Q My pond has stringy algae and water like pea soup. I keep cleaning it out, but this doesn’t help. What’s going on?
A It sounds like you have a problem with blanketweed, an algae that grows in long strands. Pea-soup water points to another alga that remains suspended in the water. Blanketweed can be removed by winding it out on a stick or rake. Leave it on the edge for two days, so that small creatures can return to the pond, then compost it.
To deter regrowth, and help to clear the pea-soup algae, you need to reduce the nutrients and light available. Add oxygenating plants and marginals to mop up nutrients, and floating plants to increase shade; aim to cover about half of the pond surface. Avoid fertiliser run-off from lawns, don’t overfeed fish and use only aquatic loam as a planting medium. Do not wash out the pond or change the water, as it takes about two years for the pond to settle into its own natural balance.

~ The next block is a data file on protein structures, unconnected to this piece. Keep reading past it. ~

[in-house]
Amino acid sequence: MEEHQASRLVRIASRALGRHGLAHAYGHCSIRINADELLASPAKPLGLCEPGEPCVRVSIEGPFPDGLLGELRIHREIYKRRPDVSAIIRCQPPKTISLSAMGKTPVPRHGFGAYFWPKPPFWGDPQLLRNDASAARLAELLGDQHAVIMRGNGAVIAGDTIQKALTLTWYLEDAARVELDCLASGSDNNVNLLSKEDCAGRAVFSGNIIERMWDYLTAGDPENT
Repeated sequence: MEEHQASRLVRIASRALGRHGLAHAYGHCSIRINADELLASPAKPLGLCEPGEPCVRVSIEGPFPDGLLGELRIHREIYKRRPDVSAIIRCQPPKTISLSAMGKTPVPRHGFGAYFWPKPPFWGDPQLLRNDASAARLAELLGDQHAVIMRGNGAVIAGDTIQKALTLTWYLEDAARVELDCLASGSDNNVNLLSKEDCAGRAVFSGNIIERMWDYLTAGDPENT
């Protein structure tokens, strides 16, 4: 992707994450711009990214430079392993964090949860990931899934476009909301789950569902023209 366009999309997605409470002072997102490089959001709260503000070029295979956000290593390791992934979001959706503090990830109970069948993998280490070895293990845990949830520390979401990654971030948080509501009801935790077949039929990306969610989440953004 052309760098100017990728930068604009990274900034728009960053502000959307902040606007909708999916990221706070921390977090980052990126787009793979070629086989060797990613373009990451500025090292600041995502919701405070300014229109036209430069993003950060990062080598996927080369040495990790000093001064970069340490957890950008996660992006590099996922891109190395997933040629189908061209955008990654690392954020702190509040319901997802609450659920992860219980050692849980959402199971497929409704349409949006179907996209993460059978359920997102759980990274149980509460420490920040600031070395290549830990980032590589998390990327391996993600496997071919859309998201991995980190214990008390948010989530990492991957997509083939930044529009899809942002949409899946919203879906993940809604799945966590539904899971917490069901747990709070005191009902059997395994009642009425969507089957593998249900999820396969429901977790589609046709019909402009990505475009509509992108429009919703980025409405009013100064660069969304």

Caption: Physically removing blanketweed helps reduce the problem
Q Are there any effective treatments?
A In a Which? Gardening magazine trial, we had success with Nishikoi Clear Waters, Hydra-Aqua Hydra Lakeshade and King British Barley Straw Extract.
Q What about barley straw?
A Adding a bale of barley straw to your pond is a traditional way of getting rid of blanket weed. As the straw rots, it releases chemicals and encourages fungus and bacteria that kill off the blanket weed. However, it can take a long time to work if there is no flow of water or aeration in the pond. And if you have a small pond where the straw is visible, it can be unsightly. We would suggest you use one of our recommended treatments instead.